New organization helps veterans become farmers

In the most recent installment of the San Francisco Chronicle's excellent Food Conscious series, Janet Fletcher writes about the Farmer-Veteran Coalition, a new Bay Area-based organization that helps veterans in rural areas find employment in farming. Matt McCue is one example: a former infantry soldier who served in Iraq, he is now the manager of the French Garden farm in Sebastopol, California. McCue finds that farming is helping him adjust to civilian life: "I think a lot of the depression in the military spawns from not having a purpose. What is your life going to be defined by? In the military, if you get into an altercation, your life is defined by tragedy. My life is defined by growing and harvesting things, and there's a lot to be said for that."

On their website, the Coalition lists several reasons why a soldier-to-farmer program is important: rural communities lack jobs (one reason they have a higher enlistment rate), and the nation needs more young farmers. With the recent increased interest in supporting local food networks across the country, perhaps those who make the leap into the difficult business of farming will find economic success.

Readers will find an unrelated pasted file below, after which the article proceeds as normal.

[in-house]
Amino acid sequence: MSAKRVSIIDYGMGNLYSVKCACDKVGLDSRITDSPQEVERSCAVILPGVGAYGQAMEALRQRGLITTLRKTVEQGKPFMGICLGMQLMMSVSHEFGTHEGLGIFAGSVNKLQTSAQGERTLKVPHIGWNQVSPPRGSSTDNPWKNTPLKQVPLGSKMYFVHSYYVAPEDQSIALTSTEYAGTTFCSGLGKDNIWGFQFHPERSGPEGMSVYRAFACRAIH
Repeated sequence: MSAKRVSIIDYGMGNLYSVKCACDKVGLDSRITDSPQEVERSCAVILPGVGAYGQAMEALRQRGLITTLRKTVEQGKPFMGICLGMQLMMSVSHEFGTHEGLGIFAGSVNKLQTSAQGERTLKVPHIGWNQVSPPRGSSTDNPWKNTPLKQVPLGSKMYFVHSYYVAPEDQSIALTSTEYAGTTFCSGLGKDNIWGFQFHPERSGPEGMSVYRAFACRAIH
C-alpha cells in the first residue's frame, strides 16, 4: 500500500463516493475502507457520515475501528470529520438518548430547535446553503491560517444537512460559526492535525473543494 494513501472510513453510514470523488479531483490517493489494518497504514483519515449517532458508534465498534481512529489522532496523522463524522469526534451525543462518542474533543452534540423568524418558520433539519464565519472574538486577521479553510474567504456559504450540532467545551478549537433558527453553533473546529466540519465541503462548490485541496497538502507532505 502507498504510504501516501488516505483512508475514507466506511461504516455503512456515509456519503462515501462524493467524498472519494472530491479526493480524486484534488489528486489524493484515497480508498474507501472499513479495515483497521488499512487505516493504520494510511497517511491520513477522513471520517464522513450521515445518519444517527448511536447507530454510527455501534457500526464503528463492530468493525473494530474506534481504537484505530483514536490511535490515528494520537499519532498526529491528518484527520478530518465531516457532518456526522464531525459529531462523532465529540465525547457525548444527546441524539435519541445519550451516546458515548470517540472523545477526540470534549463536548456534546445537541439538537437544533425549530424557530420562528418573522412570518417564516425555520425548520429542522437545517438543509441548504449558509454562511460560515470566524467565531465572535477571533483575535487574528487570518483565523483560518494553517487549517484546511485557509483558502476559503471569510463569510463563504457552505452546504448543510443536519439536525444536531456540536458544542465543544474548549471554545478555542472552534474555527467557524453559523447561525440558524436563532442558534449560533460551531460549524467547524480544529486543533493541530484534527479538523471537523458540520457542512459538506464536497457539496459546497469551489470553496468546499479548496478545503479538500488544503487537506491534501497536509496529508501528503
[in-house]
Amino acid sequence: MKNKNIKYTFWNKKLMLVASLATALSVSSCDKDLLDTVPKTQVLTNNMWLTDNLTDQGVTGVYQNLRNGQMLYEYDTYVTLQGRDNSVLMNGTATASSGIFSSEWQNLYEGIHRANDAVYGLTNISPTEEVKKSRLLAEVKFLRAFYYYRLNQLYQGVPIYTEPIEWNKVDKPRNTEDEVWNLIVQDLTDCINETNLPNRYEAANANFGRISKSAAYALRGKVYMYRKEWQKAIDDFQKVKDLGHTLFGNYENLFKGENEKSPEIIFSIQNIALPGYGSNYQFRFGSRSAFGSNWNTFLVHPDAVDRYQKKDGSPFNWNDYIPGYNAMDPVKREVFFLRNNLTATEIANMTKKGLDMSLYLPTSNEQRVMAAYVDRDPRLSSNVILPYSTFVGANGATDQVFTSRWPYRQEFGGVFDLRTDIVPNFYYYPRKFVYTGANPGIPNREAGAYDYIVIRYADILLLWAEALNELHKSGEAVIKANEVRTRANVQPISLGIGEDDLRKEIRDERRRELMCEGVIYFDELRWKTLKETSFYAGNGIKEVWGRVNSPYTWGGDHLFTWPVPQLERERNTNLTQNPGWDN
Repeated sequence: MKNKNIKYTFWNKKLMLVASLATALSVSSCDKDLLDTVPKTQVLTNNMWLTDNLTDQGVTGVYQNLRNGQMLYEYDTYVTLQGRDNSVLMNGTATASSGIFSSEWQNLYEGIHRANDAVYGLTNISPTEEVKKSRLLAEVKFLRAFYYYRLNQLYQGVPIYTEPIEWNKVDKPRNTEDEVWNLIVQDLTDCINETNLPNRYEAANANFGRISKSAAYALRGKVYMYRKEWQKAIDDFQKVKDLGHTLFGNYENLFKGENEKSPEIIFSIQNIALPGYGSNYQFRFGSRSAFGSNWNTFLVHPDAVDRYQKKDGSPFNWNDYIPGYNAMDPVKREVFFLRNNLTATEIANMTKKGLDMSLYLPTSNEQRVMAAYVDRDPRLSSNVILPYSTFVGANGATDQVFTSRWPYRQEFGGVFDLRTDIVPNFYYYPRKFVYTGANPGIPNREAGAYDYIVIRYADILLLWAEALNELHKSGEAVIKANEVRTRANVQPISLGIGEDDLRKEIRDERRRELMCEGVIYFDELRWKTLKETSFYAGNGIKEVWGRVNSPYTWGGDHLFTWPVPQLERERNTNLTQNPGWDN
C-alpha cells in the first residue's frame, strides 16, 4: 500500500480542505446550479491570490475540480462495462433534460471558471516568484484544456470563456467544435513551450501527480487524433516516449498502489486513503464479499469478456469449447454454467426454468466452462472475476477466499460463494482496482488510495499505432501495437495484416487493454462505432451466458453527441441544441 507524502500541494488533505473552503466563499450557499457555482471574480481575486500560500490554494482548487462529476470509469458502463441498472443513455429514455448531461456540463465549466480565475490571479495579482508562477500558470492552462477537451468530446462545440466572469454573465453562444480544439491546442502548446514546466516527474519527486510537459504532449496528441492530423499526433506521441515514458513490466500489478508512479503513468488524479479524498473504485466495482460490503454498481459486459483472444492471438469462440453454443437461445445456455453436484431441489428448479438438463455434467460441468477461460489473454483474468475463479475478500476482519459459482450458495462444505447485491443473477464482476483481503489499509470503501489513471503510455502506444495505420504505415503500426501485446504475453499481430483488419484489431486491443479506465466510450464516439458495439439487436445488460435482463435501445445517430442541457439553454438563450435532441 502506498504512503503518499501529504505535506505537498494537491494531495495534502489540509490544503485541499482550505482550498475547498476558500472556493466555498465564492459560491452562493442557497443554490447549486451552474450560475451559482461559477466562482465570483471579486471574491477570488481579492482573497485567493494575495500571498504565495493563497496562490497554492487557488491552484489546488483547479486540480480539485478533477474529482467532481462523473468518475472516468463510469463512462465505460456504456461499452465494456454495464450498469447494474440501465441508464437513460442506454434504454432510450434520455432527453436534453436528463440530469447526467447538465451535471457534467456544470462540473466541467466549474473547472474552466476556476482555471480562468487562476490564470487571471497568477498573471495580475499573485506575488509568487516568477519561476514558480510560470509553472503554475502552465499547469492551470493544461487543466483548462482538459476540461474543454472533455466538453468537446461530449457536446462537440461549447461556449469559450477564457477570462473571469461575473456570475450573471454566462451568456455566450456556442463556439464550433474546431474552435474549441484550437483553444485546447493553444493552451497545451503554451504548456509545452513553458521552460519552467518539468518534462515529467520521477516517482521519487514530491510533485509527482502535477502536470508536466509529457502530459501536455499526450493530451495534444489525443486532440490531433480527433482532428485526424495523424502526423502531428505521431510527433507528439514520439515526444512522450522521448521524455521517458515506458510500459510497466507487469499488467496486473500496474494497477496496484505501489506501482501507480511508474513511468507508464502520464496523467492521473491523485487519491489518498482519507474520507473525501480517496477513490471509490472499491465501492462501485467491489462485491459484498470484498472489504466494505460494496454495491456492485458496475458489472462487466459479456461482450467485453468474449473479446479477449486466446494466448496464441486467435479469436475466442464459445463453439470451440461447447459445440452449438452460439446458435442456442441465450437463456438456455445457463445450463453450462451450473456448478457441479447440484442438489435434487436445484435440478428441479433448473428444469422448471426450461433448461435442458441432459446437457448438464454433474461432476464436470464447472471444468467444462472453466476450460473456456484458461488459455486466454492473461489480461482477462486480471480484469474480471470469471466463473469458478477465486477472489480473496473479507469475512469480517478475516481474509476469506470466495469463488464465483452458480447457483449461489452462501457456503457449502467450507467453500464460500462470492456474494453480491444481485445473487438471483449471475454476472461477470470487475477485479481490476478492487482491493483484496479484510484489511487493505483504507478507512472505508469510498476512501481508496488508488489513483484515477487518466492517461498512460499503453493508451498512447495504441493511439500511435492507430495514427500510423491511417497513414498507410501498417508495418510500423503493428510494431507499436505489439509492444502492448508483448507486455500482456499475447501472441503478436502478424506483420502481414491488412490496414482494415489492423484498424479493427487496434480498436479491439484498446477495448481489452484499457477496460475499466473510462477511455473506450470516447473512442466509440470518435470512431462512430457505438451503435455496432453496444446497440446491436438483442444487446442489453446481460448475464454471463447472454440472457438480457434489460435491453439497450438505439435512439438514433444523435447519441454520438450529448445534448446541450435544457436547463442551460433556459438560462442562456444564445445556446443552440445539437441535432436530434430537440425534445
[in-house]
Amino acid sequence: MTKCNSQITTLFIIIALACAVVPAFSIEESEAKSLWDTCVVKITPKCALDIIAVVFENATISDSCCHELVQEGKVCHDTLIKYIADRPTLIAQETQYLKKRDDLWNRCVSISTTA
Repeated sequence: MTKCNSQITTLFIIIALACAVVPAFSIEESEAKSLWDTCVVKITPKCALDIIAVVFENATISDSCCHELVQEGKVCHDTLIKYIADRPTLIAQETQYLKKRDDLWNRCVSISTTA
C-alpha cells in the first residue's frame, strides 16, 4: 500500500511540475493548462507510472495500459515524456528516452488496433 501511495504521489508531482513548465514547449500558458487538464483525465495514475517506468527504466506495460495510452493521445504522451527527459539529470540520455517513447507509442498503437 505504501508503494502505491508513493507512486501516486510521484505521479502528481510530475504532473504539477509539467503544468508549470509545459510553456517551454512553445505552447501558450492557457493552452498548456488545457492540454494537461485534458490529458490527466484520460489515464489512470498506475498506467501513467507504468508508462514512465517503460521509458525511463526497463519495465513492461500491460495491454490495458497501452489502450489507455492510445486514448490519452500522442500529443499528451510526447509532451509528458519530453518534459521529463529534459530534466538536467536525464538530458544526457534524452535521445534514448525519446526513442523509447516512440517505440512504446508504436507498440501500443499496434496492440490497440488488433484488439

The Farmer-Veteran Coalition website has a list of additional press coverage, as well as numerous links to other programs around the country that are helping veterans through farm training and gardening projects.

2 Responsesto “New organization helps veterans become farmers”

  1. Anastasia says:

    Thanks for passing this news along. Being a veteran myself, I'm extremely happy to hear of new ways for vets to get back into society after deployment. On a related topic, have you heard of the work US farmers in the National Guard have been doing in Afghanistan?Basically, US farmers in the Guard have been helping farmers in Afghanistan move back to regular crops instead of poppies. It's not as big as it could be, but it takes time for the Army to try out new ideas. There are a lot of news stories about it, but these are a bit more in depth: 1 and  2
    Oh, while I am commenting - I was wondering if you guys had seen Tomorrow's Table by Pamela Ronald and Raoul Adamchak. The genetic engineer and organic farmer duo think we need to expand our ideas of sustainable agriculture in order to feed the world and protect the environment. I've been looking forward to reading your thoughts about it :)

  2. Emily says:

    I wonder if vets retrained as farmers would have more of an "in" with the "old guard" farmers? I know in my area, most of the long-time farmers view most of the new farmers as know-nothing "hippies" and aren't too keen to share their wealth of knowledge. Maybe if they relate better veterans, we'll lose less of that amazing build up of know-how?